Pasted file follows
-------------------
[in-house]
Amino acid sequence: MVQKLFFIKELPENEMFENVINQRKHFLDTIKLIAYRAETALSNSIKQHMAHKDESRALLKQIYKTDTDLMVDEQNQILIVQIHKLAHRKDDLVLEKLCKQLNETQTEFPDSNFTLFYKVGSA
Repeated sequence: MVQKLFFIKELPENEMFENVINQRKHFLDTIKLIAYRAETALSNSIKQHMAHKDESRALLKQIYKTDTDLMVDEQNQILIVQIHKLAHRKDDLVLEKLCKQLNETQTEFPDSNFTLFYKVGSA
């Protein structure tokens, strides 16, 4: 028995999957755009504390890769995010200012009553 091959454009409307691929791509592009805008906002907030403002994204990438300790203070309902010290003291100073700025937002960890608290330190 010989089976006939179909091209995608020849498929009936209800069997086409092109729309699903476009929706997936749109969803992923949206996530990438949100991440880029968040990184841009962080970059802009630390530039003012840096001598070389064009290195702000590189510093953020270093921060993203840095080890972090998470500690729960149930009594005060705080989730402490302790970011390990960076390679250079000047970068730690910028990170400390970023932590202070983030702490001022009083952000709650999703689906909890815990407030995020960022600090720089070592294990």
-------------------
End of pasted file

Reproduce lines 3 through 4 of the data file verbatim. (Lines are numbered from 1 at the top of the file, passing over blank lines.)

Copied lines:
Repeated sequence: MVQKLFFIKELPENEMFENVINQRKHFLDTIKLIAYRAETALSNSIKQHMAHKDESRALLKQIYKTDTDLMVDEQNQILIVQIHKLAHRKDDLVLEKLCKQLNETQTEFPDSNFTLFYKVGSA
């Protein structure tokens, strides 16, 4: 028995999957755009504390890769995010200012009553 091959454009409307691929791509592009805008906002907030403002994204990438300790203070309902010290003291100073700025937002960890608290330190 010989089976006939179909091209995608020849498929009936209800069997086409092109729309699903476009929706997936749109969803992923949206996530990438949100991440880029968040990184841009962080970059802009630390530039003012840096001598070389064009290195702000590189510093953020270093921060993203840095080890972090998470500690729960149930009594005060705080989730402490302790970011390990960076390679250079000047970068730690910028990170400390970023932590202070983030702490001022009083952000709650999703689906909890815990407030995020960022600090720089070592294990």